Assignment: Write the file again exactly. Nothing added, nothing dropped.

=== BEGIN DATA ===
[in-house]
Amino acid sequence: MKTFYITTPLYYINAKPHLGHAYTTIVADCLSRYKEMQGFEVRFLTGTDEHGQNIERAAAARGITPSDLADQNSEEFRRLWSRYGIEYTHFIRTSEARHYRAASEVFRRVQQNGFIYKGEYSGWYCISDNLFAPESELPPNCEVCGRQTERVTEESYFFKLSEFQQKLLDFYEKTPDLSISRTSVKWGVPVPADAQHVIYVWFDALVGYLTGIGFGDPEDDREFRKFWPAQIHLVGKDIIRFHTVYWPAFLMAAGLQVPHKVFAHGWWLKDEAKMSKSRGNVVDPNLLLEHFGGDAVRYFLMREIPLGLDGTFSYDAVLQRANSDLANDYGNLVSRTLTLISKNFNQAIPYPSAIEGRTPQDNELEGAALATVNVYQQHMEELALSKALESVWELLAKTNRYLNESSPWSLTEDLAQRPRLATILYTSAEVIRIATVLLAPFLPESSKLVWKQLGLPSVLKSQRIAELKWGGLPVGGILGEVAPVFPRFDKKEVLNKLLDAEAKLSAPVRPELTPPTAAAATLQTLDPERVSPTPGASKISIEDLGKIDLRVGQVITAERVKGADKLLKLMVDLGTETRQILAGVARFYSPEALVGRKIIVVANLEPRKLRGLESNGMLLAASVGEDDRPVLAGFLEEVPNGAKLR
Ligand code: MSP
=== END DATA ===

[in-house]
Amino acid sequence: MKTFYITTPLYYINAKPHLGHAYTTIVADCLSRYKEMQGFEVRFLTGTDEHGQNIERAAAARGITPSDLADQNSEEFRRLWSRYGIEYTHFIRTSEARHYRAASEVFRRVQQNGFIYKGEYSGWYCISDNLFAPESELPPNCEVCGRQTERVTEESYFFKLSEFQQKLLDFYEKTPDLSISRTSVKWGVPVPADAQHVIYVWFDALVGYLTGIGFGDPEDDREFRKFWPAQIHLVGKDIIRFHTVYWPAFLMAAGLQVPHKVFAHGWWLKDEAKMSKSRGNVVDPNLLLEHFGGDAVRYFLMREIPLGLDGTFSYDAVLQRANSDLANDYGNLVSRTLTLISKNFNQAIPYPSAIEGRTPQDNELEGAALATVNVYQQHMEELALSKALESVWELLAKTNRYLNESSPWSLTEDLAQRPRLATILYTSAEVIRIATVLLAPFLPESSKLVWKQLGLPSVLKSQRIAELKWGGLPVGGILGEVAPVFPRFDKKEVLNKLLDAEAKLSAPVRPELTPPTAAAATLQTLDPERVSPTPGASKISIEDLGKIDLRVGQVITAERVKGADKLLKLMVDLGTETRQILAGVARFYSPEALVGRKIIVVANLEPRKLRGLESNGMLLAASVGEDDRPVLAGFLEEVPNGAKLR
Ligand code: MSP